noun syn·o·nym \ˈsi-nə-ˌnim\

Definition of synonym

  1. 1 :  one of two or more words or expressions of the same language that have the same or nearly the same meaning in some or all senses

  2. 2a :  a word or phrase that by association is held to embody something (as a concept or quality) a tyrant whose name has become a synonym for oppressionb :  metonym

  3. 3 :  one of two or more scientific names used to designate the same taxonomic group — compare homonym


play \ˌsi-nə-ˈni-mik\ or less commonly


play \-mi-kəl\ adjective


play \-ˈni-mə-tē\ noun

Examples of synonym in a sentence

  1. I very much enjoyed the chapter on obscenity, which asks the difficult question of how words deemed taboo differ from their inoffensive synonyms …  . It can't obviously be the referent of the term, since that is the same, and it isn't merely that the taboo words are more accurately descriptive … —Colin McGinn, The New York Review of Books, 27 Sept. 2007

  2. The debris hurtled by so fast that the New York Times editorial page seemed to run out of synonyms for disgust, revulsion and abuse. —Michael Duffy et al., Time, 5 Mar. 2001

  3. “Hollywood” is not, of course, a place. Nor is it a synonym for the entertainment business. There are upstanding citizens who make their living in that field. —P. J. O'Rourke, Republican Party Reptile, 1987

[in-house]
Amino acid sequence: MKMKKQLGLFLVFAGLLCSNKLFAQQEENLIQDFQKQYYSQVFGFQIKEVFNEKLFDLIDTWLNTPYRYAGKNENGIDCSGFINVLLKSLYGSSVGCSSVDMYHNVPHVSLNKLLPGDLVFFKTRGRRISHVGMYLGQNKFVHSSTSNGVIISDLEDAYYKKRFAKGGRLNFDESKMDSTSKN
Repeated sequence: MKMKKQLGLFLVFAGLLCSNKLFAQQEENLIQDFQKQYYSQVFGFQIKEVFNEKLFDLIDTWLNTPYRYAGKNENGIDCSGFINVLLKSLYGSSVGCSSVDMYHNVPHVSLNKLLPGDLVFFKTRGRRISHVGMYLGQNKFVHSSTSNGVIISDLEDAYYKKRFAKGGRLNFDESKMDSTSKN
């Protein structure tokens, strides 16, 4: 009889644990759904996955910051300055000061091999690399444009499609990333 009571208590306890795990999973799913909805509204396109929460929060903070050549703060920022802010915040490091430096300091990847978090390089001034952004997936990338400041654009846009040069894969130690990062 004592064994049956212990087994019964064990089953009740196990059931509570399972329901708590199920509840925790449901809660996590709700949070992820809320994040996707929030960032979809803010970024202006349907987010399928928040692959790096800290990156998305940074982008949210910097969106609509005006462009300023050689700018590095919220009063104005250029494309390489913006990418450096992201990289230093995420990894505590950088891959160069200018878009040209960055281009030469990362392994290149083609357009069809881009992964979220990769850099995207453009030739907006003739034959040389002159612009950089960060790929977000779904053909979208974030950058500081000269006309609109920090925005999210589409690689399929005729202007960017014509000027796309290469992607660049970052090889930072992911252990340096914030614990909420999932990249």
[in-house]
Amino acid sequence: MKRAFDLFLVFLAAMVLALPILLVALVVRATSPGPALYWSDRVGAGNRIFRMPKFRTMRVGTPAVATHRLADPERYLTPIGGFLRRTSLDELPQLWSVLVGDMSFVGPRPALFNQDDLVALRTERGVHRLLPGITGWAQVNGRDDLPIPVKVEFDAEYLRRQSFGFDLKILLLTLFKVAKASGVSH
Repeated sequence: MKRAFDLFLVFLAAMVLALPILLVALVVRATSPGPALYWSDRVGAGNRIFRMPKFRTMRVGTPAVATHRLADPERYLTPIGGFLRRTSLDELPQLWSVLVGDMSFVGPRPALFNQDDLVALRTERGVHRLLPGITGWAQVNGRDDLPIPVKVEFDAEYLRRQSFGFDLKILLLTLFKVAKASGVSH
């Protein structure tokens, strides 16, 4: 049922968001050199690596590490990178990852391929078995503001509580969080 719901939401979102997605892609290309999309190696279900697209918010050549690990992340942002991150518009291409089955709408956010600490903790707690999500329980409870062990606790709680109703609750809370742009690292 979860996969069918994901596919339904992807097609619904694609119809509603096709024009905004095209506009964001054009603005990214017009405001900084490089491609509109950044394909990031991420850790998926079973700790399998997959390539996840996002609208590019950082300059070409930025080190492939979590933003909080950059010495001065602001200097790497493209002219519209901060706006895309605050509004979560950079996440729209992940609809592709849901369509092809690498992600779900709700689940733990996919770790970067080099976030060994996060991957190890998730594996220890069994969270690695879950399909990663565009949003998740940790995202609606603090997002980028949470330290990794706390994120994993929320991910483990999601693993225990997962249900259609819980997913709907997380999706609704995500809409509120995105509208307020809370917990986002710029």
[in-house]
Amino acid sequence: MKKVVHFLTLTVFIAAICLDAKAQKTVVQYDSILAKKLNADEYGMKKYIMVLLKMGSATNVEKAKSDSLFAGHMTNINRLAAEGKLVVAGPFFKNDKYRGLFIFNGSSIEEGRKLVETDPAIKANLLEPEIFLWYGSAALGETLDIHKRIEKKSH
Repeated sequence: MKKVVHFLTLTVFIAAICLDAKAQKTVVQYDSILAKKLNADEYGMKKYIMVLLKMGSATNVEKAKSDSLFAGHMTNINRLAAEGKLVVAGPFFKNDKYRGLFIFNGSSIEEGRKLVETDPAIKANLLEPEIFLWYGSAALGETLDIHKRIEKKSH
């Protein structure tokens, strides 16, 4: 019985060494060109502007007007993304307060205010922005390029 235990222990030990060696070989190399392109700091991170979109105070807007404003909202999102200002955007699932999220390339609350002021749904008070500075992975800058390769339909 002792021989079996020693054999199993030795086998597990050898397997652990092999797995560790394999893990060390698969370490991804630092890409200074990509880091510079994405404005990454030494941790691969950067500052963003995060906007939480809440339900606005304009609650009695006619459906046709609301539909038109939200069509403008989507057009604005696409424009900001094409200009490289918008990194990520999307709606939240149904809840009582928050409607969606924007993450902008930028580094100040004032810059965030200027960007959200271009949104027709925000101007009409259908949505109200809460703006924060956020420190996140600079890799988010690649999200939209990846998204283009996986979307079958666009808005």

4. Small and little are synonyms.

Some differences between synonyms and antonyms

The English language (and, we may presume, many other languages) has both antonyms and synonyms. There are many more words with synonyms than there are words with antonyms, since many things exist which do not have an opposite (the word sandwich, for instance, may be said to have synonyms in the words hoagie, grinder, submarine, and many other words, but there is no opposite of sandwich). Antonym is also a much more recent addition to English than synonym is; it first appeared in the 1860s, whereas synonym has been used for more than 500 years. Additionally, both nouns have adjectival forms: synonymous and antonymous. Synonymous, which is often used loosely ("She has become synonymous with good taste"), is the more common of the two.

Origin and Etymology of synonym

Middle English sinonyme, from Latin synonymum, from Greek synōnymon, from neuter of synōnymos synonymous, from syn- + onyma name — more at name

First Known Use: 15th century

Other Grammar and Linguistics Terms

SYNONYM Defined for English Language Learners


noun syn·o·nym \ˈsi-nə-ˌnim\

Definition of synonym for English Language Learners

  • : a word that has the same meaning as another word in the same language

  • : a word, name, or phrase that very strongly suggests a particular idea, quality, etc.

SYNONYM Defined for Kids


noun syn·o·nym \ˈsi-nə-ˌnim\

Definition of synonym for Students

  1. :  a word having the same or almost the same meaning as another word in the same language

Medical Dictionary


noun syn·onym \ˈsin-ə-ˌnim\

Medical Definition of synonym

  1. :  a taxonomic name rejected as being incorrectly applied or incorrect in form


\ˌsin-ə-ˈnim-ət-ē\play noun plural


Seen and Heard

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a brief usually trivial fact

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